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Abstraction for the sake of Abstraction

Forest Hoffman
Software Engineer. Go Engineer at The Home Depot. Musings about Go, TypeScript, and Node.js. My thoughts are my own.
・6 min read

I wanted to talk a bit about task runners and automation. Personally, I've utilized NPM and GruntJS to automate repetitive tasks on multiple projects. That includes file compression, JavaScript/PHP linting, Sass compilation, script/style minification, amd running PHP/JS unit tests. I've even used it to keep mirrored SVN and Git repos in sync.

Having just started a new project, I went back to my previous projects for a refresher. I didn't want to reinvent the wheel, so I was going to scavenge whatever I needed from the old projects. Looking back, I used the following NPM packages:

  1. grunt
  2. grunt-cli
  3. grunt-concurrent
  4. grunt-contrib-concat
  5. grunt-contrib-cssmin
  6. grunt-contrib-jshint
  7. grunt-contrib-sass
  8. grunt-contrib-uglify
  9. grunt-contrib-watch
  10. grunt-exec
  11. grunt-mocha-test
  12. load-grunt-tasks
  13. time-grunt
  14. sinon
  15. jsdom
  16. mocha
  17. chai

That didn't seem too bad, but then I looked at the Gruntfile. It was 195 lines long! One of my other projects used less packages, but the Gruntfile was 425 lines long...Yeah.

I came to the sudden realization that I had put a ton of effort into utilizing Grunt for these projects. The reason being that I was learning to use NPM and Grunt and the like. Although it was useful for learning automation and how to write unit tests, it was otherwise unnecessary. Nearly all the tasks that I needed to accomplish could be accomplished without Grunt. I realized that I was adding abstraction for the sake of abstraction.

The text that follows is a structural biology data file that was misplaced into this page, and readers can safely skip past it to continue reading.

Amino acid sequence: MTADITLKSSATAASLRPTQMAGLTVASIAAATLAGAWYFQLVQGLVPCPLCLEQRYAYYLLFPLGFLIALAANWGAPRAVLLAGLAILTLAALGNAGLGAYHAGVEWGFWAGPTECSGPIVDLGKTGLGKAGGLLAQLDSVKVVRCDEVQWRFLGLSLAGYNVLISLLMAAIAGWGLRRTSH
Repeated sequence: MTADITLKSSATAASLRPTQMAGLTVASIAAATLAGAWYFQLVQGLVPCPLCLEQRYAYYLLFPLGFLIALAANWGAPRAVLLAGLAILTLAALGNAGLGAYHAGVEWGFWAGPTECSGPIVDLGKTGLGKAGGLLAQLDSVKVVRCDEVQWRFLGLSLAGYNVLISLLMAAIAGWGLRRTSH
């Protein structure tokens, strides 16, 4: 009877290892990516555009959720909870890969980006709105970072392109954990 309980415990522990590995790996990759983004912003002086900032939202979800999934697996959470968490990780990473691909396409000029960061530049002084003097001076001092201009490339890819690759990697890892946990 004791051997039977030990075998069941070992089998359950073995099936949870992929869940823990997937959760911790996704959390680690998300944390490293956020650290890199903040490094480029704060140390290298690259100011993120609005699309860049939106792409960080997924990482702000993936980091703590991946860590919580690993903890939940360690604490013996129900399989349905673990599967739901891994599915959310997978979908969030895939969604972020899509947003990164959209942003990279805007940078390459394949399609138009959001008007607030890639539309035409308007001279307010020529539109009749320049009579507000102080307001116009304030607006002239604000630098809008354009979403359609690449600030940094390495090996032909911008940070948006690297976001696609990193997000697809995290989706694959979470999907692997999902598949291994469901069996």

When that bubble popped, I remembered the NPM has built-in functionality for running commands using npm run-script. Yup, I totally forgot about that!

So, I thought, "how could this be done with NPM only?"

Here's what I've come up with, for the above project, with comparisons between using Grunt and the default NPM run-script feature.

Sass Compilation and Minification

Grunt setup:

require( 'load-grunt-tasks' )( grunt );

grunt.initConfig({
    paths: {
        sass: {
            dir: 'styles',
            files: '<%= paths.sass.dir %>/**/*.scss'
        },
        css: {
            dir: 'public/styles'
        },
    },
    sass: {
        options: {
            style: 'expanded'
        },
        dist: {
            files: [{
                expand: true,
                cwd: '<%= paths.sass.dir %>',
                src: ['**/*.scss'],
                dest: '<%= paths.css.dir %>',
                ext: '.css'
            }]
        }
    }
});

grunt.registerTask( 'scss', 'sass' );
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Grunt usage:

$ grunt scss
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NPM setup: